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Remember, remember, the 12th of November.


Ten years to the day that my sister and now brother in law were married. Naturally, I was always going to write about it and not just because I am biased towards what an amazing day this was, but because two of my most favourite people chose to celebrate their day a little differently. They broke from the rules so that they could marry in the way they had always envisaged without the constraints of long-standing traditions.

I will remember the phone call vividly.

Hannah, we’d be really honoured if you could marry us.’

My response?

Oh that’s really big.’

Now I’m a former Primary School Teacher so am well versed in standing up in front of a room full of eager eyes, but this was a whole other story. I had no such experience of acting as a celebrant, I mean why would I, but I knew despite the nervous anticipation there was no way I could ever say no.

Lauren and James explained their reasons for wanting to lose some of the expected formalities that are so often seen in a traditional day. I got it. Neither felt that a church wedding was right for them, but equally, there was something about holding a civil ceremony that didn’t sit right with them either; it seemed odd that someone who didn’t know them would be instrumental in the most important moment of their lives.

Whilst I was over the moon to be asked to take on such an incredible role, I’m no qualified Celebrant, so Lauren and James had to factor in some sort of legal proceeding to the day. They toyed with several ideas; sneaking off to a registry office, jetting off abroad for a simple ceremony and even scrapping the unorthodox plan entirely. Until that is, they happened to stumble across Mark at Dodmoor House. Not only is Dodmoor the most stunning venue in all it’s warm rustic beauty, but the staff at Dodmoor embraced their plans and breaks in tradition. They understood their vision and why it was so important to do things a little differently.

And so, after much planning it was decided that they would have a private legal ceremony on the Mezzanine of Dodmoor House with both Mum’s bearing witness.

Once the documents were signed it was time for us all to came together for a glorious relaxed afternoon drinking champagne as the new Mr and Mrs Coleman sneaked away for beautiful photographs with Rebecca Honeywell.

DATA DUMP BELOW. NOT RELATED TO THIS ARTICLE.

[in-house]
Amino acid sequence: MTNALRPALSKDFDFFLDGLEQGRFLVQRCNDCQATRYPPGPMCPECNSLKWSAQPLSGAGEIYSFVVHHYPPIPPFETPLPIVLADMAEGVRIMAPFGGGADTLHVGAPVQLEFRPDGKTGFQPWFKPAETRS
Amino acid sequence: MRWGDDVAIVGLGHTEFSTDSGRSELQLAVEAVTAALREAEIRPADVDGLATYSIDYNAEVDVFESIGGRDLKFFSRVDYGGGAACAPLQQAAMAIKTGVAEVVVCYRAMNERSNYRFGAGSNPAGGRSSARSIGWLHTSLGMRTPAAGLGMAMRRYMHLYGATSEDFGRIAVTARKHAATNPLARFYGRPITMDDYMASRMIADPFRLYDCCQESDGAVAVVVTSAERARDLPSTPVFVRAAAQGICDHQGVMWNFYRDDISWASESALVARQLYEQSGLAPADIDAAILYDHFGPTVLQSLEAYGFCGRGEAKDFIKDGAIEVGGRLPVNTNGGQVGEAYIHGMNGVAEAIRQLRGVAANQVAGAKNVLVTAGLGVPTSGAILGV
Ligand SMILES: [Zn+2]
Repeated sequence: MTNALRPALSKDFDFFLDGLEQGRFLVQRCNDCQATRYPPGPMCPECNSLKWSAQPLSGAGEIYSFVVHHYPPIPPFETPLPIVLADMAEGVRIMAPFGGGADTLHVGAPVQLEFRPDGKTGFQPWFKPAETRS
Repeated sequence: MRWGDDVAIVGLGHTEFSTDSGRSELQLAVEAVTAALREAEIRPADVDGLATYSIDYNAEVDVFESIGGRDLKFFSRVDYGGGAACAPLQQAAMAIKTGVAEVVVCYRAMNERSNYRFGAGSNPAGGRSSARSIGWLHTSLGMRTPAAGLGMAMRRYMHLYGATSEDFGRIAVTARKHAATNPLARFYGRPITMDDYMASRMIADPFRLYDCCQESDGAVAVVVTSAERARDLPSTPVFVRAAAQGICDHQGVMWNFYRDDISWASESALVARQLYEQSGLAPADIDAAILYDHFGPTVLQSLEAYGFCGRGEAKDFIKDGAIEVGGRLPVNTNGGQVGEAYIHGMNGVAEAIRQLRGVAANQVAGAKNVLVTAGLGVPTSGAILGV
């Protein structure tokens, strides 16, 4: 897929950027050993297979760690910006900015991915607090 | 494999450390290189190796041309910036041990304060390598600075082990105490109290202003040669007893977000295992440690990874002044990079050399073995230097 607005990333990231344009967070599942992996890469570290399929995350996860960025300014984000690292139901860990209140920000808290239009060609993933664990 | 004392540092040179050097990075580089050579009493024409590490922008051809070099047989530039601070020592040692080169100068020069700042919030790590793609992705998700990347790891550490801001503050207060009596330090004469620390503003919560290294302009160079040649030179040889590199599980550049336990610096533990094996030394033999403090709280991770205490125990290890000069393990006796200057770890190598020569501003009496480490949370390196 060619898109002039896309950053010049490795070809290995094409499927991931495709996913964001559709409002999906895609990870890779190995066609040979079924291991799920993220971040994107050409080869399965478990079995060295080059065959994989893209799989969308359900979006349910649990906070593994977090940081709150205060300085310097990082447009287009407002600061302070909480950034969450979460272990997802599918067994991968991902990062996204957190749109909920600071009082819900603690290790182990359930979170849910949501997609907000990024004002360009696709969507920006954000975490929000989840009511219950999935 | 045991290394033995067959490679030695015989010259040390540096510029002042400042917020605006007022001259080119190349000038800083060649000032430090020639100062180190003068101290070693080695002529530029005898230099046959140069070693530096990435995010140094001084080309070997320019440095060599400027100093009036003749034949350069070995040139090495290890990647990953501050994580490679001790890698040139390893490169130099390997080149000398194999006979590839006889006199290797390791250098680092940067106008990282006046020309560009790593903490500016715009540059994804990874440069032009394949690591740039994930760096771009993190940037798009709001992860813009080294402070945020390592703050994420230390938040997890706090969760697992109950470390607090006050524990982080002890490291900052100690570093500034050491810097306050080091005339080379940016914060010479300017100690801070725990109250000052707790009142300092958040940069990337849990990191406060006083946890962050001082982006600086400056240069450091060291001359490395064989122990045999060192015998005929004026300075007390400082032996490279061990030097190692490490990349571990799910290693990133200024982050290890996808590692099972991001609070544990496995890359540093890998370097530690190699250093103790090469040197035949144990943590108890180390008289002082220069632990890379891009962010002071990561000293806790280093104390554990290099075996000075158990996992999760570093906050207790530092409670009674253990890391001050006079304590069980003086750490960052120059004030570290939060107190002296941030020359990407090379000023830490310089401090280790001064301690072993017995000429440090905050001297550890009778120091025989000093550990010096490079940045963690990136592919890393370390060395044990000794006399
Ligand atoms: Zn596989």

And then, later that day, it was my turn.

At dusk, Lauren hid away in the bridal suite as the guests began to arrive. Many were unaware that I was about to perform this very special blessing.

I was found hiding in the bathroom. Readers, please know that I always wanted to do this. Despite my anxiety, I just wanted to do the very best job I could. I wanted their guests to remember their day for all the right reasons but most importantly I wanted Lauren and James to know they could put their trust in me.

We were called from the bridal suite as the rain began to gently fall. Umbrellas were held over us as we walked towards the candlelit barn where friends and family were waiting. A string duo marked the arrival as they softly played Snow Patrol’s ‘Chasing Cars’ and I bit my lip a little bit to stop the tears from prickling my eyes.

A few months before, we had come together to write the words for the blessing. I had practised those words quietly over and over but I will never ever forget that moment. The moment where I looked at them both and pronounced them husband and wife. Yes, they were already legally married but right there and then I could feel their excitement, their love for one another and for everyone right there in that room.

Lauren and James understand that real love in marriage is

something beyond the warmth and glow, the excitement and

romance, of being deeply in love.

It is caring as much about the welfare and happiness of your

partner as about your own.

Love makes burdens lighter because you divide them,

It makes joys more intense because you share them.

It makes you stronger, so you can reach out and become

involved with life in ways you would never dare risk alone.

I distinctly remember feeling an overwhelming sense of pride as guests stood to their feet and applauded them both. Not proud of myself, proud of them. Proud of them for sticking to their guns when others questioned their plans. Proud that I was the one to be stood alongside them on their most precious of days.

When the blessing was over, I called for the fizz. There were then speeches involving balloon ‘animals’ (that’s for another time,) cakes made from cheese, guest book entries typed on a vintage typewriter and a dance-off of epic proportions. This wedding was lovingly crafted and created, so many elements being made by Lauren’s own fair hand whilst ‘willingly’ assisted by James and a whole lot of friends and family.

So ten years on, we will be raising a glass to this rather brilliant pair. Covid has put a stop to any grand celebrations but if I have learnt anything this year, it’s that sometimes you have to get your head out of the traditional box. You have to rethink a plan, get creative but most importantly you just have to do what works for you.

If something doesn’t feel right, if your wedding plans just don’t feel like ‘you’ then there is no need to nod along and play the game. Perhaps it’s time to go back to the drawing board and reimagine your day. Ask yourself honestly. What parts of your day are most important to you? Not to your neighbour or your well meaning friend at work. To you.

Laurie and Jim, as we can’t be with you, here’s to you both.

Happy Ten Year wedding anniversary and thank you for entrusting me to be such an important part of your day. In the words of your blessing…

‘All those things that you promised, all that you hoped and dreamed. You meant it all. Every word.’

All our love

Hannah & Toby xx

Photography Credit

Rebecca Honeywell